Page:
Paper's pretty easy to recycle - pulp it up again, make more paper.
Aluminium can be melted down to make new items, and so can glass, which can also be ground back into sand, and sand's useful.
Gardens love compost made from food scraps and green waste, and wood chips might soon be powering hospitals.
Plastic's a bit trickier.
An article from The Atlantic notes half of all plastic that has ever existed is from the past two decades.
It's tricky - that is, expensive - to recycle some plastics, and the dizzying range of chemical compositions makes sorting it a difficult proposition.
A general, very basic rule is if you can crush the plastic and then it returns to its shape, it's probably recyclable - with some caveats, of course.
But that leaves a lot of household plastic waste that can't be put in a recycling bin, which means it's sent to landfill.
Last week, the state government announced a $300 million Recycling Victoria policy, an overhaul of the waste and recycling system in the wake of China's ban on importing waste.
While there was attention paid to headline items like a container deposit scheme, a potential fourth kerbside bin for glass, and a landfill levy increase, the aim of the policy is to reduce landfill waste by 80 per cent before 2030.
Part of that will be diverting other recyclable plastics, finding a use for them, and selling them as products people want to buy.
Enter Replas, a company which has a factory in Ballarat East.
You may have noticed bins for soft plastics, like bread bags and other packaging, at supermarkets.
Basically, Replas empties these bins and turns the plastic into useful items like street furniture and decking.
The company recently received a grant from Sustainability Victoria to expand operations in Ballarat, adding a second compacting machine.
Joint managing director Mark Jacobsen said it was state-of-the-art technology, and would lead to seven new jobs in Ballarat.
"It basically allows us to take the most problematic plastics," he explained. "At the end of the day, it's like a big mixing bowl, it puts it into a format like a pellet, then we can put it into injection moulding in Ballarat to make a recycled product."
Right now, the company can handle about 3000 tonnes of material, a mix of post-industrial and post-consumer waste.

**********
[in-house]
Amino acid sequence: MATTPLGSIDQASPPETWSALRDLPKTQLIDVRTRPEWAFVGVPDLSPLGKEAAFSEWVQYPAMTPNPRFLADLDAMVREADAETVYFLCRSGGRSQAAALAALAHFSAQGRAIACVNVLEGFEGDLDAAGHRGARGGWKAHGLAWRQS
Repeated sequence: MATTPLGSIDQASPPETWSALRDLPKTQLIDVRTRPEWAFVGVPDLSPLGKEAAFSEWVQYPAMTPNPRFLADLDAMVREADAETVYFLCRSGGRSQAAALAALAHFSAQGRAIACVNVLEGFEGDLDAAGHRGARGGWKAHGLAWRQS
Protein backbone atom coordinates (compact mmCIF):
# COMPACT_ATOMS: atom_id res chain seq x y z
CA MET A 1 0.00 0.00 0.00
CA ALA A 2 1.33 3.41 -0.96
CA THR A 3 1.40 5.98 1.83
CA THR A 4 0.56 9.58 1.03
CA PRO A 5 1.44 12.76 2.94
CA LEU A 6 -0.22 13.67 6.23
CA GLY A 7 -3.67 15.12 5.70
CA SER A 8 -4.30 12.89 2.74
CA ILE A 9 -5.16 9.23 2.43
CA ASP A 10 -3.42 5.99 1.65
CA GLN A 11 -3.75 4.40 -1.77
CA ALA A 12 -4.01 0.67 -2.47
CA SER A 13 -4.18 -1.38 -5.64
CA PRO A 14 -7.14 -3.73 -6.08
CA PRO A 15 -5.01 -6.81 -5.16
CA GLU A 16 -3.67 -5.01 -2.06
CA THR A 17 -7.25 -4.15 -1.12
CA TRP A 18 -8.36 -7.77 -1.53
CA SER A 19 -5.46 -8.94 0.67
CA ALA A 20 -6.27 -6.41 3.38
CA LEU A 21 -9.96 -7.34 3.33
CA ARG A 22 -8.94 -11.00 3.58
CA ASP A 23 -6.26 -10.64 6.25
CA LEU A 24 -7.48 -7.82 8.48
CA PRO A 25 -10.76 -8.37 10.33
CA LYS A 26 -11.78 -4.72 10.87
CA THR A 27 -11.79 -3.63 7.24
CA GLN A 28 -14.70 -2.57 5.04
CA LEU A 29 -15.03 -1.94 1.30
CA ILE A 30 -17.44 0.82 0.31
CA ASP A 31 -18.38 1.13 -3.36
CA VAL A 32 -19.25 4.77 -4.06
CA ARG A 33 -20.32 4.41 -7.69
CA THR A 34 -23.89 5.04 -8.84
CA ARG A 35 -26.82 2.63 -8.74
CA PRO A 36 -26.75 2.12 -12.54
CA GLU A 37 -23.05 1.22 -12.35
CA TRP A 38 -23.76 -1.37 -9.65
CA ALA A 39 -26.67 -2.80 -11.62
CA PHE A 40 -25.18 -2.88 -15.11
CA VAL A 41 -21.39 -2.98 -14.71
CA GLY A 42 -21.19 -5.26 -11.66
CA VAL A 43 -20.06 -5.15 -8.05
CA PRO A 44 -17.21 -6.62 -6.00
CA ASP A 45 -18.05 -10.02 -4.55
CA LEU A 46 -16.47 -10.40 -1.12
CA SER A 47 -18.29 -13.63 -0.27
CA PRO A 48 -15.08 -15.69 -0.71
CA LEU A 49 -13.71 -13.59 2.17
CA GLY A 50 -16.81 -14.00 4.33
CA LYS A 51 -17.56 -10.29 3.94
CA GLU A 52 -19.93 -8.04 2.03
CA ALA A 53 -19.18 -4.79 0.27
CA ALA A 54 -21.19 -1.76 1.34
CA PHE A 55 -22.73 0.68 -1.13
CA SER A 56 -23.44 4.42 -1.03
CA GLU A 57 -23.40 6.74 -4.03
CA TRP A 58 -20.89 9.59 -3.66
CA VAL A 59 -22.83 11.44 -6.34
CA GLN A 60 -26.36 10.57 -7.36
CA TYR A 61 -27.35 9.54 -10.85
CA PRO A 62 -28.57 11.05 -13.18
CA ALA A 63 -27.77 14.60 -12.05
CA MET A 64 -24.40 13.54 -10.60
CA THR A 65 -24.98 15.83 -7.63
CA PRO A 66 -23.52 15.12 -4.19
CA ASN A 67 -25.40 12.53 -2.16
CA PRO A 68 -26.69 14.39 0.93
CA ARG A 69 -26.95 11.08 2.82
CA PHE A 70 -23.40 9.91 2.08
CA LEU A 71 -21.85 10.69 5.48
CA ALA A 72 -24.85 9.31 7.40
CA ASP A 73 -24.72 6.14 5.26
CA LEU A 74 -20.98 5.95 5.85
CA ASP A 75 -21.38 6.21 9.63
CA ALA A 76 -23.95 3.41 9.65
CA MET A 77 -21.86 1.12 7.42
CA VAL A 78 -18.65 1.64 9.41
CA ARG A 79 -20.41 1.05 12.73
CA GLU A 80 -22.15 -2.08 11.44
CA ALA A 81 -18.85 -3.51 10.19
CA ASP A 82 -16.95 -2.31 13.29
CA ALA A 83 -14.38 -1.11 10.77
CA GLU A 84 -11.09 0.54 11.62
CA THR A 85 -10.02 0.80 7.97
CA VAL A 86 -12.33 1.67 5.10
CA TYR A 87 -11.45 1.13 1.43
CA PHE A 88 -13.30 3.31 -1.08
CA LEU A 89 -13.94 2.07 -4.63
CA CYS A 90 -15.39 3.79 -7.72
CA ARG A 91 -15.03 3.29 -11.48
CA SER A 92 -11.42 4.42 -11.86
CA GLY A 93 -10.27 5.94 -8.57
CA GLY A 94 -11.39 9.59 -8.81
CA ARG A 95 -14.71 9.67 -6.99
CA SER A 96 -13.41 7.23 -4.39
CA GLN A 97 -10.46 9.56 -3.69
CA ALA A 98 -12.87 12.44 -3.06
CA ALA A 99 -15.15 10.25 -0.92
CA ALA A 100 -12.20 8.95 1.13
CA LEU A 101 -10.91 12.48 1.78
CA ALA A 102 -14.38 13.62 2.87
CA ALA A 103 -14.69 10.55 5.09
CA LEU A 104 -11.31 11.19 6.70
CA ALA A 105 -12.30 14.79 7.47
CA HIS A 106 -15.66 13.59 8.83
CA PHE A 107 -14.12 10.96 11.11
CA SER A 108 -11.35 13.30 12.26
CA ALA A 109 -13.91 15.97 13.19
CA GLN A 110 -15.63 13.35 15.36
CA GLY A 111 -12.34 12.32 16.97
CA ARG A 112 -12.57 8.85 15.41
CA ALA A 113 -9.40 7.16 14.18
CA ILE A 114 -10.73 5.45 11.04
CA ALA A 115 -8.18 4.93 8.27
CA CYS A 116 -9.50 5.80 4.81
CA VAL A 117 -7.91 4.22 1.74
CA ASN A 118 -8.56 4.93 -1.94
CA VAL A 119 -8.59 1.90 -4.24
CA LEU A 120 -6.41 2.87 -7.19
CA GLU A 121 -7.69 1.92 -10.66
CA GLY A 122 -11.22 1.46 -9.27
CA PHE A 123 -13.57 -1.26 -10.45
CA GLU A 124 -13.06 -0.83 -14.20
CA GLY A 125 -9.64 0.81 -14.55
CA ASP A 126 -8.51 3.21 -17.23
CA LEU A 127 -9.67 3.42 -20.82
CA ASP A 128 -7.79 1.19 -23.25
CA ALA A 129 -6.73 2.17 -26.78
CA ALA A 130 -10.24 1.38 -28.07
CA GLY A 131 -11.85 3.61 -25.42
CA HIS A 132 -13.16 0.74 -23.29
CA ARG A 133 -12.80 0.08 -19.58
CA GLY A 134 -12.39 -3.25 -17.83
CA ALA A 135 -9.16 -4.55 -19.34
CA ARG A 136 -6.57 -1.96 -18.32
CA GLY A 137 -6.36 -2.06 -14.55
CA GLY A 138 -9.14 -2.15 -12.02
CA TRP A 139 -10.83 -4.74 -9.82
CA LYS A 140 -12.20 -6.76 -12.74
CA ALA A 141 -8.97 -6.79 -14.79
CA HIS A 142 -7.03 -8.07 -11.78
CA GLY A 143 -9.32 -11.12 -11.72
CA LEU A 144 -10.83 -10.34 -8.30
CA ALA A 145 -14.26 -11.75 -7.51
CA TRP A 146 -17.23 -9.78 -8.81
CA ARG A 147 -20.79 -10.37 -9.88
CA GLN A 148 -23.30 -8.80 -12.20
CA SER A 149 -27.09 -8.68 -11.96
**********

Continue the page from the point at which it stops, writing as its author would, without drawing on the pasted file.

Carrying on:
"A lot of that goes through this machine," Mr Jacobsen said. "This system enhances our capabilities - in our mix, the soft plastic might be 20 per cent, but we want to increase that so we don't take post industrial, just post consumer, and that makes a good plastic, highly sought after."
It's that sought-after quality that will help the state government's new plan along, but Mr Jacobsen the plan doesn't go far enough.
In a media release, the state government declared Victoria soon be home to "some of Australia's most sustainable infrastructure", with more recycled and reused material to be incorporated into construction projects.
"Recycled First will build new requirements into future projects under the Major Transport Infrastructure Authority, bringing a uniform approach to the use of recycled products and driving innovation in sustainable materials," the release states.
"The program will incorporate recycled and reused materials that meet existing standards for road and rail projects - with recycled aggregates, glass, plastic, timber, steel, ballast, crushed concrete, crushed brick, crumb rubber, reclaimed asphalt pavement and organics taking precedence over brand new materials."
Examples include major roads made from crumbed rubber and crushed glass.
The City of Ballarat is also active in this space, unveiling a test patch of road made with soft plastics, ink toner residue, glass and recycled asphalt.
It's bought recycled plastic products from "a number of suppliers", according to a council spokesperson, including a jetty at Durham Point on Lake Wendouree.
"The City of Ballarat is committed to achieving an Australian-based sustainable recycling industry," the spokesperson said in a statement. "The City of Ballarat will consider the highest value use and the review of each product to achieve the best outcome. With the release, there is a focus state-wide of the procurement potential for buying recycled products such as plastics and glass."
Language like "focus" and "encouraging use" isn't strong enough, Mr Jacobsen said.
"There's a key thing to all of this, that there's a new value in a recycled plastic product," he said.
"It's not the fact that (the products are) fit for purpose and won't break for 50 years, it's if we don't find a home for it after China ban and landfill, we're finding a home for the product, and that's what the government and public want, they want homes for these raw materials - that's the circular economy."
He called for mandating spending on recycled plastic goods.
"You can put money into getting extra equipment and innovative ideas, and we've done that with Sustainability Victoria and we're thankful for that, but at the end of the day, corporations, including the state and fed governments, could possibly do more than suggest or ask for quotas, but mandate procurement, when the price is equal," he said.
"The pull through effect automatically enables two things - more recycling, and manufacturing.
"If there's a demand for products because of mandating through government, then manufacturing will start to blossom, and that will create jobs, manufacturing, and innovation."
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